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Hydrogen; From invisible gas to nano energy-saviour

Terje Berg, Senior Partner, EUCAT

Even though Bjørn Lomborg and his colleagues at the Copenhagen Consensus 2004 (www.copenhagenconsensus.com) does not recognize the energy shortage in the world as being among the world’s biggest concerns, there are those who think that if you don’t solve the energy problem, no other concern really matters. Nobel Laureate Richard Smalley is one of the many to point out the following:

We can not supply the peoples of the world with enough energy in the coming decades using current technology. Oil and gas just does not cut it. So what can we use that is both abundant and cheap?
Well, looking at the available resources, why not pick the most abundant resource in the universe? Especially when this turns out to be an excellent energy carrier?

We are—of course—talking about Hydrogen. Hydrogen (like electricity) is the only energy carrier available that can be completely pollution free; in fuel cells the “waste product” it produces is water! Therefore using it not only diminishes greenhouse gas emissions, but also reduces other types of air pollution. Hydrogen also has the highest energy content per unit weight of any known fuel; about 121 kJ/g, for those of you interested in numbers.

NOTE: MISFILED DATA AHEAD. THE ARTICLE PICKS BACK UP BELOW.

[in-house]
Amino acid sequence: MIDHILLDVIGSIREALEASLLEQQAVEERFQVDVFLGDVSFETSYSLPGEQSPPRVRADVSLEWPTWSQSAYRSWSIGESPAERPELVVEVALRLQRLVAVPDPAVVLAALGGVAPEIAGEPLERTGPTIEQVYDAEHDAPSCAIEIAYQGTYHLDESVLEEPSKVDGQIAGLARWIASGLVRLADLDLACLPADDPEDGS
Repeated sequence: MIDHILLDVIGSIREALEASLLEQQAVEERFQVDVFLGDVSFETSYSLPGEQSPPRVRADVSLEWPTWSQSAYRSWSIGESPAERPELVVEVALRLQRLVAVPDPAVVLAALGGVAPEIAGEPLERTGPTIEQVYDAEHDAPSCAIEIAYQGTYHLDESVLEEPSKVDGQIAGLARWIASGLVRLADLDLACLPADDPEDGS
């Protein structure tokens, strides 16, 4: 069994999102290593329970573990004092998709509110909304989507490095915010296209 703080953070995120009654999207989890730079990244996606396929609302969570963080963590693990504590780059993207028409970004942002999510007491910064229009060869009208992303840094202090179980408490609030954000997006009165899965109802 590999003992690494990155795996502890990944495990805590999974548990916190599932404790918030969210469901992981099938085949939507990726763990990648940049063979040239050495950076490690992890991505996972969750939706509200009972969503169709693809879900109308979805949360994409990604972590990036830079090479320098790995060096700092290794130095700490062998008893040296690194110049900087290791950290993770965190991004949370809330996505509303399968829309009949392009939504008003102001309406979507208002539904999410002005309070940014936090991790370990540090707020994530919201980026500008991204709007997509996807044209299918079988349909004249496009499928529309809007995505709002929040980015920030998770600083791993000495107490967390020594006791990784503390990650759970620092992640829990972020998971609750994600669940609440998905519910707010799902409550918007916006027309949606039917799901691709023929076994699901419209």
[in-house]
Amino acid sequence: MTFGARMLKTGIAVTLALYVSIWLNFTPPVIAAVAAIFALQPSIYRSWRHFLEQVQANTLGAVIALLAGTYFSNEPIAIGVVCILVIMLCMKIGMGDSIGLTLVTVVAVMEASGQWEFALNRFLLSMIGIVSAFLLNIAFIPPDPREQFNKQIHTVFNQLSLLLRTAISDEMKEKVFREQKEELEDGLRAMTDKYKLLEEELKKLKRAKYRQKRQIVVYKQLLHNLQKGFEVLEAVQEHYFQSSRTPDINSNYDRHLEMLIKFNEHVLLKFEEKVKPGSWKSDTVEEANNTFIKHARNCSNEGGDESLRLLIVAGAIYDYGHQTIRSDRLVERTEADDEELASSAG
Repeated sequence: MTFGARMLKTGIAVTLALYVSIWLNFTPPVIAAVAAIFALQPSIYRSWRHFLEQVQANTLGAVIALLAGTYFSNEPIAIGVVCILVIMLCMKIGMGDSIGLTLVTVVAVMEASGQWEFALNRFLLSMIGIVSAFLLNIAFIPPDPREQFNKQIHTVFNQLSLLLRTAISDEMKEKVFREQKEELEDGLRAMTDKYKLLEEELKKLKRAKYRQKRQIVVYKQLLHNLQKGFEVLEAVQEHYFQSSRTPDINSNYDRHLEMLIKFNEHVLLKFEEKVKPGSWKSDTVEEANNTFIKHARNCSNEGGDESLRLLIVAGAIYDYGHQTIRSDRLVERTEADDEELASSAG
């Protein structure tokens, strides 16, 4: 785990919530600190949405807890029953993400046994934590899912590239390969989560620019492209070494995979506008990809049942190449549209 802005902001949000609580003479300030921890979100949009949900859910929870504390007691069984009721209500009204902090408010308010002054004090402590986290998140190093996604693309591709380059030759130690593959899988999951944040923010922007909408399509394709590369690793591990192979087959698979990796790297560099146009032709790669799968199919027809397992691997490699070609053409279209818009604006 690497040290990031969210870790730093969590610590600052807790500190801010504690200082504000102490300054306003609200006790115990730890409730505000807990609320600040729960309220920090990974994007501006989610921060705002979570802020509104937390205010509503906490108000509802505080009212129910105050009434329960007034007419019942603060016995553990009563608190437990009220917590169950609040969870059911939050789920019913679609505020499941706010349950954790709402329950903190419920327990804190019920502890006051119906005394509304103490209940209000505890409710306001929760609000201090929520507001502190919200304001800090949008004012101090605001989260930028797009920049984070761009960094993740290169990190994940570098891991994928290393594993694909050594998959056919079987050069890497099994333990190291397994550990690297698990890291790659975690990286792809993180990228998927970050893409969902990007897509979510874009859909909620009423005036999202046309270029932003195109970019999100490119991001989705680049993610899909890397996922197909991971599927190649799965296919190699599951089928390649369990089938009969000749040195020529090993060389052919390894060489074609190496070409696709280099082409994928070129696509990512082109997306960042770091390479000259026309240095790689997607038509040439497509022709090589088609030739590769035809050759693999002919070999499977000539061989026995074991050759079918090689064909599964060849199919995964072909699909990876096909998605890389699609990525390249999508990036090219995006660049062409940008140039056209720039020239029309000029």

Just right for the job then. So what’s stopping us from turning into ‘Hydrogen economies’ on a grand scale? Two things basically: Challenges related to production and storage.

Wait, you might say: How can that be true of the most abundant resource in the universe?

Basically because atomic hydrogen is very reactive and combines with most of the known elements around us. And the tiny amount that does not react or combine is so light that it escapes into space. Therefore we have to find ways of extracting it from hydrogen-rich compounds, and once we have done that, we have to make sure that it is stored in such a way that it does not re-combine or escape before we can use it.

Let’s see how that can be done and how nanotechnology can help us do it.

We’ve basically developed three major types of production technologies: Thermochemical, Electrolytic, and Photolytic.
The main thermochemical methods are:
• Natural Gas Steam Reforming Means adding water to methane and heating it under pressure. Produces Hydrogen and Carbon mono- and dioxide; providing about half of all available hydrogen today

• Partial Oxidation/Ceramic Membrane Reactor Simultaneously separates oxygen from air and partially oxidates methane. This process could result in improved production of hydrogen and/or synthesis gas compared to conventional reformers and will be made more efficient through nanostructuring the membranes involved.

• Biomass Gasification and Pyrolysis Using agricultural or biomass specifically grown for energy uses, hydrogen can be produced via pyrolysis or gasification.

Also produces bio-oils that can be separated into valuable chemicals and fuels. Electrolytic production technologies include:
• Water Electrolysis Used to be the main method for producing hydrogen (and oxygen). Today, however, only provides about 5 percent of commercial hydrogen. But renewed interest and research continues, especially for transportation purposes.